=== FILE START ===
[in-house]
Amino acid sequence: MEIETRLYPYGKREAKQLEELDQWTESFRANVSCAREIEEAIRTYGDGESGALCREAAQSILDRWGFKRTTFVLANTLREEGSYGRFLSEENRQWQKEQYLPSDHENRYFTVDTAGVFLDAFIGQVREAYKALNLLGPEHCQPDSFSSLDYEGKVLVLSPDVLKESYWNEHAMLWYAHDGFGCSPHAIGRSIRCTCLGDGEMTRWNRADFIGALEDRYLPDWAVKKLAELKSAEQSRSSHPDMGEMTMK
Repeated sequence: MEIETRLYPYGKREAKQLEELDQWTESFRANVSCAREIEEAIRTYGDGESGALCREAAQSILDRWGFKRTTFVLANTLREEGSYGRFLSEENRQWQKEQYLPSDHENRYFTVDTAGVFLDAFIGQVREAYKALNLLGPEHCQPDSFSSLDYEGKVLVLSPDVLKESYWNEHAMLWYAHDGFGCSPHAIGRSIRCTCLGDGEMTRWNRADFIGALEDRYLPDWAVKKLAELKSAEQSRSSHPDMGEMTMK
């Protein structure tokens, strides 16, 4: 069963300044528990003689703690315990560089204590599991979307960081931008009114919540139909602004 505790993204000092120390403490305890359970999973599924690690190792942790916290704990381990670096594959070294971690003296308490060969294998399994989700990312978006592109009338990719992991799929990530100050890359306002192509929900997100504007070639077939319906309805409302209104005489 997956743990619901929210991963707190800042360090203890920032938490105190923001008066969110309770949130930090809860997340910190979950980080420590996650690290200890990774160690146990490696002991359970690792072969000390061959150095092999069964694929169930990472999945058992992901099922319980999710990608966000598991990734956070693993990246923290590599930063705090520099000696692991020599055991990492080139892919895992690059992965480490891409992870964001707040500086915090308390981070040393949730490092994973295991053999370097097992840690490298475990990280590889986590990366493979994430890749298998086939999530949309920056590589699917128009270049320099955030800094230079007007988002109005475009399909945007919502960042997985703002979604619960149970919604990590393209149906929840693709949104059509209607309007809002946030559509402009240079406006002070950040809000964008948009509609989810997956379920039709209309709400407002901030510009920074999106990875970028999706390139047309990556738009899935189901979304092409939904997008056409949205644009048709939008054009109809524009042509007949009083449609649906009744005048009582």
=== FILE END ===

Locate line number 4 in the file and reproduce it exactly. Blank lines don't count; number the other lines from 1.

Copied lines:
């Protein structure tokens, strides 16, 4: 069963300044528990003689703690315990560089204590599991979307960081931008009114919540139909602004 505790993204000092120390403490305890359970999973599924690690190792942790916290704990381990670096594959070294971690003296308490060969294998399994989700990312978006592109009338990719992991799929990530100050890359306002192509929900997100504007070639077939319906309805409302209104005489 997956743990619901929210991963707190800042360090203890920032938490105190923001008066969110309770949130930090809860997340910190979950980080420590996650690290200890990774160690146990490696002991359970690792072969000390061959150095092999069964694929169930990472999945058992992901099922319980999710990608966000598991990734956070693993990246923290590599930063705090520099000696692991020599055991990492080139892919895992690059992965480490891409992870964001707040500086915090308390981070040393949730490092994973295991053999370097097992840690490298475990990280590889986590990366493979994430890749298998086939999530949309920056590589699917128009270049320099955030800094230079007007988002109005475009399909945007919502960042997985703002979604619960149970919604990590393209149906929840693709949104059509209607309007809002946030559509402009240079406006002070950040809000964008948009509609989810997956379920039709209309709400407002901030510009920074999106990875970028999706390139047309990556738009899935189901979304092409939904997008056409949205644009048709939008054009109809524009042509007949009083449609649906009744005048009582």